Goodnight Mister Tom

New Alexandra Theatre


IT TAKES a special skill to create a play that appeals as much to children as it does to adults.

 David Wood’s clever stage adaptation of Michelle Margarian’s novel does exactly that.

Without ever patronising the younger audience members,mister tom top the storyline is simple enough to follow but also sufficiently interesting for the adults to enjoy on a different level.

There are certainly a host of child friendly ingredients here. Enchanting puppetry (from the team that brought us War Horse) and jolly songs undoubtedly help, but it’s Wood’s writing that delivers at such a high level and simply engages from start to finish.

The story of the World War II evacuees is, of course, well known and often told.

The ingredients are all there. Sadness; trepidation; humour; human tragedy; love – all perfect themes for a potentially winning drama and all ripe for exploration.

David Troughton as gruff elderly recluse Tom Oakley and Alex Taylor-McDowall as East End of London evacuee William Beech. Picture: Dan Tsantilis  

On top of that, it’s all true. It actually happened. Add a selection of well drawn characters to the mix and the result is a winning formula that is seldom short of captivating.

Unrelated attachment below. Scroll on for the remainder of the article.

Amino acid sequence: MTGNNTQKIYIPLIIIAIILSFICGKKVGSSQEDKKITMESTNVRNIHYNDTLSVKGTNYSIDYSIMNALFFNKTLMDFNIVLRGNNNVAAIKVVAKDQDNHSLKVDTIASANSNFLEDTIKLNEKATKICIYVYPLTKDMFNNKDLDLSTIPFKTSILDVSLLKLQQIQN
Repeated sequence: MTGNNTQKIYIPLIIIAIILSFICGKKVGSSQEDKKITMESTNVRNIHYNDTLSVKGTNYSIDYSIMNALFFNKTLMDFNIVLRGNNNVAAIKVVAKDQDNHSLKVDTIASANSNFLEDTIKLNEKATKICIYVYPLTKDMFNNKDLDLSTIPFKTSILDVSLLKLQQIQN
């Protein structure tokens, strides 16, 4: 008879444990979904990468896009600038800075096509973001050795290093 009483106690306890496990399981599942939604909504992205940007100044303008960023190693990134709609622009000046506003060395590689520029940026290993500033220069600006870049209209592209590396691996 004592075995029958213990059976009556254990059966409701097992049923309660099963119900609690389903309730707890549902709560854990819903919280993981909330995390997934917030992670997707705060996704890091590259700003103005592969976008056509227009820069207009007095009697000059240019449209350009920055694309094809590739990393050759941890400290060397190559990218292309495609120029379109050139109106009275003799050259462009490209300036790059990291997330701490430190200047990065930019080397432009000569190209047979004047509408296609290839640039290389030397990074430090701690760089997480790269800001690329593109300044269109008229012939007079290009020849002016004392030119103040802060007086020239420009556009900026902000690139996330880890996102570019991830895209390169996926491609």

Robert Hopkins atmospheric set serves the piece well.

At times it is simple and practical – suggesting an environment rather than dominating it.

A graveyard, a local theatre, a cottage interior, a library – all clearly represented without threatening to overpower the action.

 It's clever too, as when the dingy wall of a London house transforms back into the raised performance area of the sunny, countryside location.

Central, of course, to the story is the developing relationship between the young evacuee, William Beech (Alex Taylor – McDowall) and his temporary guardian, Tom Oakley (a beautifully measured performance by David Troughton). With new surroundings comes new challenges. Adapting to a different way of life, making new friends and missing the family left behind. The events may have happened a long time ago but the themes remain very relevant today and here lies another reason for the plays wide ranging appeal.

A strong supporting cast show impressive versatility in a variety of multiple roles- Guy Lewis wearing the most hats as four different characters. Everyone one plays at least two roles in what is economic but effective casting.

Wood quite rightly doesn't hold back on the amount of dialogue given to his two central child actors. A difficult task for such young performers. Whilst the acting needs to be naturalistic and certainly not overly egged ‘theatre school’ style, it still needs to be of the period. Oliver Loades hits it just right as Zach, William’s somewhat exuberant soul mate. Bordering on camp, but genuinely kind and well meaning,

A tender and engaging telling of a beautifully woven story. A rare treat for young and old alike. It will make you smile. It may even make you cry. Runs until Sat. 19th March

Tom Roberts



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